Confidence in prescribing was positively correlated with pharmacists’ age, which may be related to the amount of experience gained by older pharmacists over time, and that increased confidence comes with increased age. Results also identified a negative correlation between physicians’ perceived resistance to pharmacists’ prescribing and the highest qualification for the prescribing pharmacist, indicating less resistance from physicians to prescribing pharmacists who are holding higher qualifications. Earlier research had highlighted the confidence factor in pharmacists’ prescribing practice. It was reported that confidence in prescribing comes from a defined area of competence [44], and that non-medical prescribers are cautious when prescribing but their confidence improves with good support from physicians [45,46]. Moreover, the majority of respondents (87%) agreed that prescribing did make their job more satisfying. This is also consistent with evidence from previous studies exploring pharmacists’ views on the impact of pharmacists’ prescribing, in which many pharmacists believed that prescribing would increase their job satisfaction [36,44,45,46,47].

4.1. Strengths and Limitations

This is the first study to explore NMP attitudes and practices in KSA and using a quantitative survey design has revealed unique insights into pharmacists’ beliefs and current prescribing practice. Limitations in the study relate to the use of a self-report questionnaire, and respondents could have been self-selected with a greater interest in the study topic and, therefore, pharmacist’s prescribing results might not be specifically reflective of other—particularly non-prescribing pharmacists. The overall response rate to this survey was 14.8%, which is lower than some other studies using surveys with pharmacists [32,35]. Although participants were told not to complete the survey more than once, some of the pharmacists invited to participate from the 14 hospitals institutions could also have been invited as members of the professional organizations, caution is needed in generalizing from these findings to all pharmacists in KSA in the hospital setting. Additionally, assessing for non-response bias was not possible since information on pharmacists who did not respond was not available to the investigator in order to assess the likelihood of non-response bias by comparing the characteristics of responders and non-responders.

4.2. Implications for Policy, Practice and Future Research

In articulating hospital pharmacists’ views and current local and informal practices, this study adds weight to claims that pharmacist’s prescribing in KSA should be legitimated through the introduction of national legislation. An implication of this is that hospitals should then adopt national prescribing arrangements rather than institutional ones. A further implication is that national legislation would standardize requirements needed for pharmacists to undertake prescribing. This could be in the form of pharmacist’s completion of prescribing training similar to the training requirements that is being implemented in developed countries, in which pharmacists are required to achieve a certain level of prescribing competency and pass tests to enable them to act as prescribers [48,49,50]. Finally, research is required to explore the views and opinions of stakeholders including not only pharmacists but also physicians and other healthcare professionals who are involved in patient care and prescribing to reflect their views on pharmacist’s prescribing, and also to evaluate the impact of pharmacists’ prescribing, on the quality of patient care, healthcare costs, and patient’s satisfaction.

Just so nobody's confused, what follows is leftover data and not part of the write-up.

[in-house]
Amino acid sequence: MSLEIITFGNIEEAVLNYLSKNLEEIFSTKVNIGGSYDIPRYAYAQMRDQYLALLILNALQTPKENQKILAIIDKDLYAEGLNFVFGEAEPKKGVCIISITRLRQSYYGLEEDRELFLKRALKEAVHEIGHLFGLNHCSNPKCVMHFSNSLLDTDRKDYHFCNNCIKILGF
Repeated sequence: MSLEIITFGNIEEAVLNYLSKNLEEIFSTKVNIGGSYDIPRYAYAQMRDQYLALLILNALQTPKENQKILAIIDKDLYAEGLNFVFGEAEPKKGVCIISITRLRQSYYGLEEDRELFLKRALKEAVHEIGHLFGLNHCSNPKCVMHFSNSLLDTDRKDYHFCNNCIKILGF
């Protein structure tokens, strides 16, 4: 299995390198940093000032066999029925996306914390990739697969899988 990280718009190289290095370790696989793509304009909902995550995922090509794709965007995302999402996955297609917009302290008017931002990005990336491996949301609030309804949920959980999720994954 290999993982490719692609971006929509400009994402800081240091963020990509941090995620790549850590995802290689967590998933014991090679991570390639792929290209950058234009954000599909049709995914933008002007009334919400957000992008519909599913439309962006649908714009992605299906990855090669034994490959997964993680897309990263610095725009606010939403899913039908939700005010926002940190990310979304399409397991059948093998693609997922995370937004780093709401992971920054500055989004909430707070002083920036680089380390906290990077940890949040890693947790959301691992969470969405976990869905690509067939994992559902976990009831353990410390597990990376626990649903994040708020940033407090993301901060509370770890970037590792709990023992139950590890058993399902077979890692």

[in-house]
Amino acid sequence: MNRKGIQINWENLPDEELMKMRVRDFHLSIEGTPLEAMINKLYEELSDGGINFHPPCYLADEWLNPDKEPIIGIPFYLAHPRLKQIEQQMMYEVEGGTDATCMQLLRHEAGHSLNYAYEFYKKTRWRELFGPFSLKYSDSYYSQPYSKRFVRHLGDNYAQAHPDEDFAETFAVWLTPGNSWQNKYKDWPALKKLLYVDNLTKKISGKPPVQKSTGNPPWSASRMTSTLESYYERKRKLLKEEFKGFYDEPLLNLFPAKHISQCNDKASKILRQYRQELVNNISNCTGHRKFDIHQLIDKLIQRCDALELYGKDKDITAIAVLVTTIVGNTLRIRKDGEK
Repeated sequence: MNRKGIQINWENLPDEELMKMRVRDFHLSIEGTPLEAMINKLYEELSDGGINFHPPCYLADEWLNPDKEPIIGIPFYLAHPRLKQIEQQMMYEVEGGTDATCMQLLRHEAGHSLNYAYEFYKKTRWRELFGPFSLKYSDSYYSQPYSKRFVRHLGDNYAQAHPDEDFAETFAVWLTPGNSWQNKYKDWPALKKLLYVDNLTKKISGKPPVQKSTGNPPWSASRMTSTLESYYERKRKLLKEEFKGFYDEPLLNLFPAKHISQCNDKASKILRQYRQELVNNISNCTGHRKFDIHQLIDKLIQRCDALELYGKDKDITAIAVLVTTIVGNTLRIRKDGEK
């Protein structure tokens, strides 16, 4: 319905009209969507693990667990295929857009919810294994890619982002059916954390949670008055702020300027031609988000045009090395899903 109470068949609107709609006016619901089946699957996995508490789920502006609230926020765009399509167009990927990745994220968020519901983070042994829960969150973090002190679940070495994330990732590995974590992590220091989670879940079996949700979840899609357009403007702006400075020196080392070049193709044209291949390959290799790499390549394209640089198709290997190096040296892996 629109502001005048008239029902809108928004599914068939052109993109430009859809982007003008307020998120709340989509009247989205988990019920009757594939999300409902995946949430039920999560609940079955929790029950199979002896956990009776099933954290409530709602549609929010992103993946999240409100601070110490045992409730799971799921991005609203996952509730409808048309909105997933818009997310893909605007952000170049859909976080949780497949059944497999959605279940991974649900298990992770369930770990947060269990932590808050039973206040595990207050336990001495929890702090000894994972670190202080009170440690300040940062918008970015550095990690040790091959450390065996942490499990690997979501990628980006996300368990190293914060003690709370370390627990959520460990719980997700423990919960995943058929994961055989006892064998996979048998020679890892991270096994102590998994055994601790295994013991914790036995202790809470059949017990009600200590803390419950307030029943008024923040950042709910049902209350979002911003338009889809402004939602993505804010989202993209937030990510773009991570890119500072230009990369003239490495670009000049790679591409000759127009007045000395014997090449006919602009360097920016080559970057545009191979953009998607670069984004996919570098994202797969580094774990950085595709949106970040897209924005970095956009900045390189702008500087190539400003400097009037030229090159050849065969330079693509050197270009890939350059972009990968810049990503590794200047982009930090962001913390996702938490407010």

5. Conclusions

There is an overall support for pharmacist prescribing in Saudi Arabia among this sample of hospital pharmacists. There is a general agreement by pharmacists for the need of specific prescribing training before allowing pharmacists to prescribe and national legislation to legitimize and standardize practice. Just over a quarter of respondent pharmacists were practicing as prescribers. Informal pharmacists’ prescribing activities were identified mainly within a collaborative practice agreement with physicians and practiced mainly by clinical pharmacists. Most of prescribing pharmacists were authorized to perform dose and frequency adjustments and TDM, and they were most frequently involved in prescribing activities for anticoagulants, parenteral nutrition, and antimicrobials. A key demographic difference between prescribing and non-prescribing pharmacists in KSA was the completion of residency training and practice in a clinical pharmacy setting. In general, there is support from tertiary care hospitals to pharmacists’ prescribing, and collaborative practice agreements are approved by hospital administrations in most cases. Healthcare practice culture and limitations in the availability of standardized prescribing training are key barriers to the legislation of pharmacists’ prescribing in Saudi Arabia.